Sometimes, answers to the tough questions just don't come, campus ministers at Virginia Tech insist. When they do, they don't come easily. And they often come up short.
As ministers and counselors descended on Virginia Tech to offer comfort and consolation in the tragedy's immediate aftermath, they said it was still too early to try to make sense of it all. There will be time enough for that.
Until then, they—like the Old Testament Prophet Elijah—were listening for the still small voice of God.
“There is an incredible temptation to explain, to domesticate, to tie up all the loose ends of something so horrible,” said William King, the Lutheran campus minister at Virginia Tech in Blacksburg, since 1984. “Sometimes, one just has to be quiet.”
And so it went across the Virginia Tech campus, where 23-year-old Cho Seung-Hui fatally shot 32 people and wounded at least 15 others before turning the gun on himself.
“We haven't gotten much beyond ‘We're here with you,'” said Teresa Volante, the school's Catholic campus minister. “The difficult questions haven't yet come.”
For the short term, counselors said students were dealing with the “what if” questions: What if it had been my dorm where the shooting first broke out? What if I had been in an engineering class in Norris Hall where most of the victims died? What if I weren't one of the lucky ones?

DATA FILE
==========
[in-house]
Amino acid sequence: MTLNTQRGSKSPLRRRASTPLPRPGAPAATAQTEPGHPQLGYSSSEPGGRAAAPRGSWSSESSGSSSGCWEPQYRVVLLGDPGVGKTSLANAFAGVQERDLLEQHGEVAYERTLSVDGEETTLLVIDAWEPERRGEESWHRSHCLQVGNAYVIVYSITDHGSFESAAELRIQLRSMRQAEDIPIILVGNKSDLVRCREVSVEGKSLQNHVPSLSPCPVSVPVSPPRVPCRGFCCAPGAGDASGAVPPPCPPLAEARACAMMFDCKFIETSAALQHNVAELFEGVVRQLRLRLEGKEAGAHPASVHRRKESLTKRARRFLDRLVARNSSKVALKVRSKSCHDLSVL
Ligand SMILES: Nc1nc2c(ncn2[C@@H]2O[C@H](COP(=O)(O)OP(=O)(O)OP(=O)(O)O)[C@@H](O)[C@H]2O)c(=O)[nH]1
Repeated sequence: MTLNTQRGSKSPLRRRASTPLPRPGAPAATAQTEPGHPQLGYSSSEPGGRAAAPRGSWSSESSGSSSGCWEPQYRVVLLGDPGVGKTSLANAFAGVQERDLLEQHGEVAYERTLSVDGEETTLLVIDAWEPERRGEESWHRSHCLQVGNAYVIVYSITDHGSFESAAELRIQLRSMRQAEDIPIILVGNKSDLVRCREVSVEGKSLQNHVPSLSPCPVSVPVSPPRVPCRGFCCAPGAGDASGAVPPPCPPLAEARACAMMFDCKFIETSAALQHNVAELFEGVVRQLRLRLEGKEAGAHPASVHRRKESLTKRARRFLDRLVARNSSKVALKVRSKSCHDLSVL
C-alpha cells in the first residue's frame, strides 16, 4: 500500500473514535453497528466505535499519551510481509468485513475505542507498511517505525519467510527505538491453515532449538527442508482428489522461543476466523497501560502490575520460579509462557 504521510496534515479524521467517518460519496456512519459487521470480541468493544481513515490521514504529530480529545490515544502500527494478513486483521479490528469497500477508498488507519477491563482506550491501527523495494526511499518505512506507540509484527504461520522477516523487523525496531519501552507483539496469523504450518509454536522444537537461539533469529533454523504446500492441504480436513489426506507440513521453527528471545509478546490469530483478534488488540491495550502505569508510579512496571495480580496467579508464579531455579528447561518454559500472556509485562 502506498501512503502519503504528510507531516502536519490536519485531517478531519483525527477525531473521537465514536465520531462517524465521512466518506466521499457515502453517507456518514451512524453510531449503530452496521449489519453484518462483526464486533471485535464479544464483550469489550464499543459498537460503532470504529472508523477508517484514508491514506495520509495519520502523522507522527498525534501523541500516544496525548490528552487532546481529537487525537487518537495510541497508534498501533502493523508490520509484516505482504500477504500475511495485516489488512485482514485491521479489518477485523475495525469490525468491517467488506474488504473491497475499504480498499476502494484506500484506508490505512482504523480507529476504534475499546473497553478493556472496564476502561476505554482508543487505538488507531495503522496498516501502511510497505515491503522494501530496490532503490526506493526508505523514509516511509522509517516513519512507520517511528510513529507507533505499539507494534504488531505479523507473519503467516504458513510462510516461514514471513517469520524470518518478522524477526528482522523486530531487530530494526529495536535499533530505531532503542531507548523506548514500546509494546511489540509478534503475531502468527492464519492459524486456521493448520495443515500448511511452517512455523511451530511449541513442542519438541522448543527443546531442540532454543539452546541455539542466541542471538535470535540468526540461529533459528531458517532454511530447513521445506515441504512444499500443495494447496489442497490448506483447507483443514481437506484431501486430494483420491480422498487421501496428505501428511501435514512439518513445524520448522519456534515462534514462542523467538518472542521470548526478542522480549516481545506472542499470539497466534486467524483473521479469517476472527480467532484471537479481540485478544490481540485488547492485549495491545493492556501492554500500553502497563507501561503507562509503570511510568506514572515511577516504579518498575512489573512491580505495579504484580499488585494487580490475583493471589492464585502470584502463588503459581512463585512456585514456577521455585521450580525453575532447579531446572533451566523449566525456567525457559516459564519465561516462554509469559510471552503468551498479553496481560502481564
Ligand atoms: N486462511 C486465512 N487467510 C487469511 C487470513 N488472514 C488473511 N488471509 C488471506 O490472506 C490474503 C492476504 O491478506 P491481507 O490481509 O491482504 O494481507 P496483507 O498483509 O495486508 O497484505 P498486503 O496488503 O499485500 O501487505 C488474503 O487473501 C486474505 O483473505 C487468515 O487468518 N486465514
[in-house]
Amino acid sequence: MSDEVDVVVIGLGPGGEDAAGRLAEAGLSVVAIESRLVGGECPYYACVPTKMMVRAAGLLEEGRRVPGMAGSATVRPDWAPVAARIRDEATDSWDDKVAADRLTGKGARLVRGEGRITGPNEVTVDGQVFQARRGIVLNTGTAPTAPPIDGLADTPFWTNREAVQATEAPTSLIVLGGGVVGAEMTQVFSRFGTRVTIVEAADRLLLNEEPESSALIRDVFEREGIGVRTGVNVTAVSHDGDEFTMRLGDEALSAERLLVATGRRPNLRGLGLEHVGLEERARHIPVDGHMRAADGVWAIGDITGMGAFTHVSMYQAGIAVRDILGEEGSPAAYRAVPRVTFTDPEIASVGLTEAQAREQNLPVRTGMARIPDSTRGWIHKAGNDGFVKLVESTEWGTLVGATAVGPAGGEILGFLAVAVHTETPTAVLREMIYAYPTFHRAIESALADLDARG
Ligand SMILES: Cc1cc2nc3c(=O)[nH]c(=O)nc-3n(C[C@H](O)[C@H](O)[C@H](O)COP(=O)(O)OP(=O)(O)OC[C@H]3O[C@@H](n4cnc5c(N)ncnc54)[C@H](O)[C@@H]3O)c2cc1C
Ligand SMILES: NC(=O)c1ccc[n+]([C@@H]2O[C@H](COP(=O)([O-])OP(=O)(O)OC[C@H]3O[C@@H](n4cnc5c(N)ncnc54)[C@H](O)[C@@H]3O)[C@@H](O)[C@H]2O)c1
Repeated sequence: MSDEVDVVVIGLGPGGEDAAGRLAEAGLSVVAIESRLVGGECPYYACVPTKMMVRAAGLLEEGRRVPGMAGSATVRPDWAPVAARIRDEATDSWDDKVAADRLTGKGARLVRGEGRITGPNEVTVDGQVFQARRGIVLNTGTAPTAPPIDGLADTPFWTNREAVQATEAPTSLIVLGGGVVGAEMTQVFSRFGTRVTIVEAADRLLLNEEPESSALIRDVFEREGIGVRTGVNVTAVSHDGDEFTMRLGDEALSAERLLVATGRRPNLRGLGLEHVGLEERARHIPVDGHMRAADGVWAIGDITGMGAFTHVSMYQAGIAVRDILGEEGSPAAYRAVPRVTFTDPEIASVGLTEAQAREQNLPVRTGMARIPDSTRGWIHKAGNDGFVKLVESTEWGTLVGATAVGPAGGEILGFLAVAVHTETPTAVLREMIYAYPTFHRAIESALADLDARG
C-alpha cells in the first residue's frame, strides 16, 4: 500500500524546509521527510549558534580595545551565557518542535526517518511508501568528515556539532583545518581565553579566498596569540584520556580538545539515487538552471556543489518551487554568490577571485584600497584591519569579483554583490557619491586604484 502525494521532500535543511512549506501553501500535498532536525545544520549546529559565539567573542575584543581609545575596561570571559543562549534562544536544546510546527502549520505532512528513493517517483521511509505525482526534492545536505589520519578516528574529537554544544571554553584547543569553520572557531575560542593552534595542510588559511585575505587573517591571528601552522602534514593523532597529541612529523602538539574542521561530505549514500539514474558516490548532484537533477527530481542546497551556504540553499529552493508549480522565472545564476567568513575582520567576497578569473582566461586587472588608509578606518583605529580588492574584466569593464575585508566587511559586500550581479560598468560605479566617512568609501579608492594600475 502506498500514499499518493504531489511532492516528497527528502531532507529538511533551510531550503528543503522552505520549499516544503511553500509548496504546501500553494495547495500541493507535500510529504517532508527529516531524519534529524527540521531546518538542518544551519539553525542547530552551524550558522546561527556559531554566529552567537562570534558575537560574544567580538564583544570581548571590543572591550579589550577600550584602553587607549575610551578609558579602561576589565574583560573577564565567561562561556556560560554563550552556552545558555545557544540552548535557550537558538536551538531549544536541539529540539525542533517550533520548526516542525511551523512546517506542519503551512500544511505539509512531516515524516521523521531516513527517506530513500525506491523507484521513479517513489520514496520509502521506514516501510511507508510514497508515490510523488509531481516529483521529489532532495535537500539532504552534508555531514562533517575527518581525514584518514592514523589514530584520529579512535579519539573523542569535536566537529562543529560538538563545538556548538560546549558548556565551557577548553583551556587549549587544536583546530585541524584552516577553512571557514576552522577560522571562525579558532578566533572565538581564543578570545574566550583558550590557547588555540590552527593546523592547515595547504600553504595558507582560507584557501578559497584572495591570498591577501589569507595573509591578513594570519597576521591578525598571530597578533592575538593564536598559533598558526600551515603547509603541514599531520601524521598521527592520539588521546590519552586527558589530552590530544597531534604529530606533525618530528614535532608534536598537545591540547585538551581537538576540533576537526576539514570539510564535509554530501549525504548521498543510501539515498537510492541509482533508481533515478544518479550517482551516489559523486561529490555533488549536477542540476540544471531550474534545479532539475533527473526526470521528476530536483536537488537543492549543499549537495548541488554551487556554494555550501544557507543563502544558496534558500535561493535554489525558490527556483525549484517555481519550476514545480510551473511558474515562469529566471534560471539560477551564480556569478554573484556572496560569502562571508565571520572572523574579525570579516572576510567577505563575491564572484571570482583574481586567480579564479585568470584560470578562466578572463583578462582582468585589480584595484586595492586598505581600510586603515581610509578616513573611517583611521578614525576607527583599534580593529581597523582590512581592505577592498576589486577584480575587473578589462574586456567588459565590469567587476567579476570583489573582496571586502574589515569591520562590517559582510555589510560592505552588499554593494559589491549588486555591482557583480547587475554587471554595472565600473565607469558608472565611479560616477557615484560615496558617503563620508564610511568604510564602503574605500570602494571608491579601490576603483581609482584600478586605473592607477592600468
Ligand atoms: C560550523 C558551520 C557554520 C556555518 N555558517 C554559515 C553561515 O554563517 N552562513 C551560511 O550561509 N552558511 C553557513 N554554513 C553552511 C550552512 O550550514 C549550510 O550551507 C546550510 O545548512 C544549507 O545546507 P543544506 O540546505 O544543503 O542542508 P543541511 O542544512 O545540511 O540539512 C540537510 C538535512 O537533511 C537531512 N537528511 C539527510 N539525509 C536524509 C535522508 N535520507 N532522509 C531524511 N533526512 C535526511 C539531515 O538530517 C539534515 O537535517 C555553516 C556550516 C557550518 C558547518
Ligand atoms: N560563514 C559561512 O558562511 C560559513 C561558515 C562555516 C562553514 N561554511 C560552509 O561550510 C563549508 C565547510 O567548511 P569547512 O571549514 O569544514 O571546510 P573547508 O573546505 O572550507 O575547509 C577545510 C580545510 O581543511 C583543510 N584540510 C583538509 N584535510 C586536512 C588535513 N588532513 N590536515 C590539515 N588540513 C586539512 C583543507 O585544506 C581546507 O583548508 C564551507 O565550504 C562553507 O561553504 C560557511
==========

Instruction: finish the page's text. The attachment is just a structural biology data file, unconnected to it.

Mark Appleton, associate director of Virginia Tech's Baptist Collegiate Ministries, heard those questions. He didn't have easy answers, either.
“We've got everything from people who were supposed to be in that room and for some freak reason they weren't by some providence of God. And there's a lot of joy in that, but there's also guilt,” Appleton said.
“We had a couple of students that were in the Norris building that could have easily been in there and … didn't end up going to class or weren't in the building, and so they were spared.”
The “what if” questions lead to the “why” and “how” questions that accompany any type of disaster, natural or manmade: Why would God allow this to occur? How could there be a God in the face of such unspeakable horror? Why did I get out alive?
“We don't want to give pat religious answers that feel hollow to kids. It's time to sit with them and their questions,” said Ginger Taylor Evans, director of Christian education at Blacksburg Presbyterian Church, where her husband, Alexander Evans, is the pastor.
“As Christians, we have to be comfortable living with the questions and not pretending to have all the answers.”
Perhaps the hardest struggle is confronting the age-old question of evil, campus ministers agreed. America wrestled with that demon in Oklahoma City, at Columbine High School, at the World Trade Center and the Pentagon.
The evil that lingered in Blacksburg was “way bigger and more absurd than we've got language for,” King said.
Appleton called it a “hideous” evil.
With limited language even to describe it, the answers become harder still.
In the days immediately following the shooting, the campus waited in somber stillness. The answers, campus ministers said, may come in time.
“So far, people have been pretty hunkered down in silent, small little groups. It's been tough to have face-to-face contact with a lot of people,” King said. “We sense that we're in the middle of the eye of a storm. Right now, it's almost deathly quiet.”
Reporting by Amy Green, Marcia Nelson, Rachel Pomer-ance and Andrea Useem.